EMON1
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EMON1, January 24,  2020  7:41pm EST

Looking For Opinions?

I was watching one of my favorite [WW2] movies the other day and in it a general was addressing a group of fighter pilots dealing with the chronic fear & anxiety of their mortality during warfare. He suggested they might as well consider themselves 'dead already' and 'move on' rather than clouding their heads with it.

It's well known many of us after surviving a HA, are walking around with chronically 'unsettled feelings of mortality' within (to say the least). I'm wondering if we would be better off the sooner we accept, [as all humans WILL], 'no matter what we do we will die'. That doesn't mean not to embrace a mindful way of living, just that obsessing over every little thing won't change that.

P.S.: I know that's easy to 'say'!

  • yarn007
    yarn007, January 24,  2020  11:41pm EST

    I have watched a ton of WW2 movies.  There is a bravado in many of those types of movies.  They also reflect a different generation of thinking.   What I find interesting in those movies is that the soldiers in WW2 knew there was a good chance they might not make it.   Death was on their mind most of the time.    

    When I think about my HA and having "unsettled feelings of mortality'" I realized it is because my "bubble has burst".     We all know that "someday" we will die.   When the bubble burst we have to confront the facts that our death might be more sooner than later and given our current culture and generation that is particularly hard to deal with.   Given all the medical advances we expect to live longer and better lives.

    Long and short of it, I agree with what you are saying.    Of course it is easier said than done as we all know.  

  • Djwel
    Djwel, January 25,  2020  11:35am EST

    That's unsettling & encouraging at the same time; can that be?  Acceptance is huge when it comes to having a HA and open heart surgery.  I think for me, it's difficult because of the people around me - making assumptions & saying "stupid" things; not knowing what it is they are talking about.  I never knew much about heart disease before now; brother, am I learning a lot now that it happened to me.  If I think about it too much, I am overwhelmed - which is not good for my heart. So, yes - I am in agreement with you guys.

     

    djw

     

  • seattledave
    seattledave, January 25,  2020  11:53am EST

    Another good topic !

    I'm not so much concerned about dying.  That's a given; one of the two life guarantees. My concern (unsettled feelings) are about how it will happen. I hope whenever it happens it's quick and I don't see it coming. The ideal death. On the other hand, the idea of a long drawn out painful, frightening end of life has no appeal to me. Nor do I want to stick around if I can't take care of myself, basic stuff. In those 2 cases, more would not be better, imho. That's my real fear. But that's me.

    I think there's a paradox to life;  On one hand we're told to live each day as though its our last. On the other hand, we're offered 25 or 30 year mortgages. What gives ?  If today is my last, why would I want a 30 yr mortgage ?  No wonder we're (society) a bit confused and neurotic, eh.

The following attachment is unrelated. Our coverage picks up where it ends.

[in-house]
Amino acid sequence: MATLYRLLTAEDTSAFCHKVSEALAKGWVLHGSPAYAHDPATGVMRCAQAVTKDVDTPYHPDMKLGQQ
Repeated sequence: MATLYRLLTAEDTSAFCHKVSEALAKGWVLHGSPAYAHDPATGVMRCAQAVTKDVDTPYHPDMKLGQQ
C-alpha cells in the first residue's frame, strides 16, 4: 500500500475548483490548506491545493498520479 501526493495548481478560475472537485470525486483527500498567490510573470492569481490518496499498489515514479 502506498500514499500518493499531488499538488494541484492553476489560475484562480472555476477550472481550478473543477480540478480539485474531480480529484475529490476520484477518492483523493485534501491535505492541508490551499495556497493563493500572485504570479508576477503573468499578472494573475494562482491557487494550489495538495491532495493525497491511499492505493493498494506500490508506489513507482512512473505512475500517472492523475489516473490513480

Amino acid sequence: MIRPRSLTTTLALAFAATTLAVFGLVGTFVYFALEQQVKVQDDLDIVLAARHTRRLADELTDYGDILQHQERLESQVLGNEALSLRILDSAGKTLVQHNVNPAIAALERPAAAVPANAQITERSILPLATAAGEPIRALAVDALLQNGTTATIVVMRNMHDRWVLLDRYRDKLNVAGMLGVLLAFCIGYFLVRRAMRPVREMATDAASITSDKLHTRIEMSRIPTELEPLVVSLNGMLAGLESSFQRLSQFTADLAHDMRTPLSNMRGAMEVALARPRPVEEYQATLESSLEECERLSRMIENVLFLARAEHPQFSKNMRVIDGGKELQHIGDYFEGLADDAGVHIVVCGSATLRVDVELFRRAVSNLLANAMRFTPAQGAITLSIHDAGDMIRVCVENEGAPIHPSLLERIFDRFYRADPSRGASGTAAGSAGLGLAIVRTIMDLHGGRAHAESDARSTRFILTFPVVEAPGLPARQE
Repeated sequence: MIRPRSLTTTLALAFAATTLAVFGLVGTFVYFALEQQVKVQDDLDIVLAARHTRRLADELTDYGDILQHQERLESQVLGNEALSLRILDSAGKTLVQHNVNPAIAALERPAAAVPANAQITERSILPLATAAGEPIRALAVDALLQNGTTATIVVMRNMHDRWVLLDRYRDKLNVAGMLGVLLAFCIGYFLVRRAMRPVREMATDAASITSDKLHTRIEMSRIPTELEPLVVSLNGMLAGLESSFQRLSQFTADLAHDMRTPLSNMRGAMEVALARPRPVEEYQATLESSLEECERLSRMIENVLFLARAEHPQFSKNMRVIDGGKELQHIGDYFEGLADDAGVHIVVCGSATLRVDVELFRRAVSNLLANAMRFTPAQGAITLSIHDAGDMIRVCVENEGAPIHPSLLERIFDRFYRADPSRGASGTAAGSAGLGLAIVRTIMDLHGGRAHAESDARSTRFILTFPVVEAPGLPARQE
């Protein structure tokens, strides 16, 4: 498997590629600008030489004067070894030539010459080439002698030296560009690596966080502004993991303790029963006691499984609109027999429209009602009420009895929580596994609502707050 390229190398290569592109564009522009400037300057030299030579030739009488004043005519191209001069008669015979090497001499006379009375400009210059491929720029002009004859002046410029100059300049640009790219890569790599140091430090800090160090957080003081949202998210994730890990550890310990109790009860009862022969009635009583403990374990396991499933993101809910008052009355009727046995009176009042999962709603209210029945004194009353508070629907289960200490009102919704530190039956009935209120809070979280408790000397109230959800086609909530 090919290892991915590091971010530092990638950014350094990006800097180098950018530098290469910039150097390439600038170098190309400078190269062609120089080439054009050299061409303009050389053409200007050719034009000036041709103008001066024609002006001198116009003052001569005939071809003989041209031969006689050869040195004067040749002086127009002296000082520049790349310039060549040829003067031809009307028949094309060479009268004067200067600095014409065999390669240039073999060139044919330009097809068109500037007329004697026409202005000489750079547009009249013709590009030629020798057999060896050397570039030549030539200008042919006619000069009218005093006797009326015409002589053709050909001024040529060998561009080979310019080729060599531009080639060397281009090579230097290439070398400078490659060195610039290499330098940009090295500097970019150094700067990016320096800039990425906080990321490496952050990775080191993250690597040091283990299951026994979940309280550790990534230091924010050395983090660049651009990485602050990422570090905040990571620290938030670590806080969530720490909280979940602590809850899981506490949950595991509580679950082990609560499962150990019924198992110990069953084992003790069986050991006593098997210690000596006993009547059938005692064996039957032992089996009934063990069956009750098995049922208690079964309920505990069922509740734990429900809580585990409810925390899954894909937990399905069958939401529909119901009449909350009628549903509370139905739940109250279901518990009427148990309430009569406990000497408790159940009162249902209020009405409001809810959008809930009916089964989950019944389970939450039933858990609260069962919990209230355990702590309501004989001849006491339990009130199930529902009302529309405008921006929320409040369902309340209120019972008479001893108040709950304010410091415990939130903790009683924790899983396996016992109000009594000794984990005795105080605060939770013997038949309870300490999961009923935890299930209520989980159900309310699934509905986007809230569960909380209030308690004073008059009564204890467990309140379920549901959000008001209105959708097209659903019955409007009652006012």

• Mb120918
    Mb120918, January 25,  2020  2:15pm EST

    Yes, this really is THE TOPIC.  Like Dave I don't care about dying, not a surprise thing that is going to occur.  But, how we get there is what my whole anxiety is about.  What the heart attack taught me is I will linger.  Taking drugs, terrified of the unexplained twinges and pains not because I will die, but because I probably won't die..  It will just get worse and worse until I can't take care of myself anymore and I just keep suffering.   This is what scares me and there isn't a therapist anywhere that can fix this fear.

    Mary

  • Djwel
    Djwel, January 25,  2020  2:37pm EST

    Well, i didn't know I was having a heart attack -- thought I had the flu or something.  That concerns me; that I won't know it if it happens again.  I guess I knew enought to go to the ER; prompted by a phone call to my husband.

    Surely I would know - you think?

    djw

  • Mb120918
    Mb120918, January 25,  2020  3:36pm EST

    No, I didn't know either.  I had jaw pain and then a bad headache.  My husband called the EMTs when I had trouble breathing.  HAs in women are different.  My cardiologist said it would happen the same way but I don't agree with him.  I guess it would if it is the same exact blockage.  Hope neither of us has to experience this again. But, more info is necessary for women.

    Mary

  • Djwel
    Djwel, January 25,  2020  6:27pm EST

    Mary

    Thank you for your reply; every woman I have talked with (at rehab) has had different symptoms.  I find it hard to believe that it would be the same; but don't care to find out either.  The ONE thing that is common is the trouble breathing, accompanying the other symptoms, I think.

     

    djw

  • Djwel
    Djwel, January 25,  2020  9:47pm EST

    amen sister

     

  • LuckyDucky
    LuckyDucky, January 26,  2020  10:46am EST

    Great topic.  I've found in the last few years that if I remember my death daily, I can live a much better life...especially in helping others.  

    Momento Mori - Remember Your Death.  https://dailystoic.com/history-of-memento-mori/

     

  • Mb120918
    Mb120918, January 26,  2020  1:13pm EST

    LuckyDucky,

    Thanks for the link to memento Mori.  It made for interesting reading.  Also, I like the idea of this concept.

    Mary

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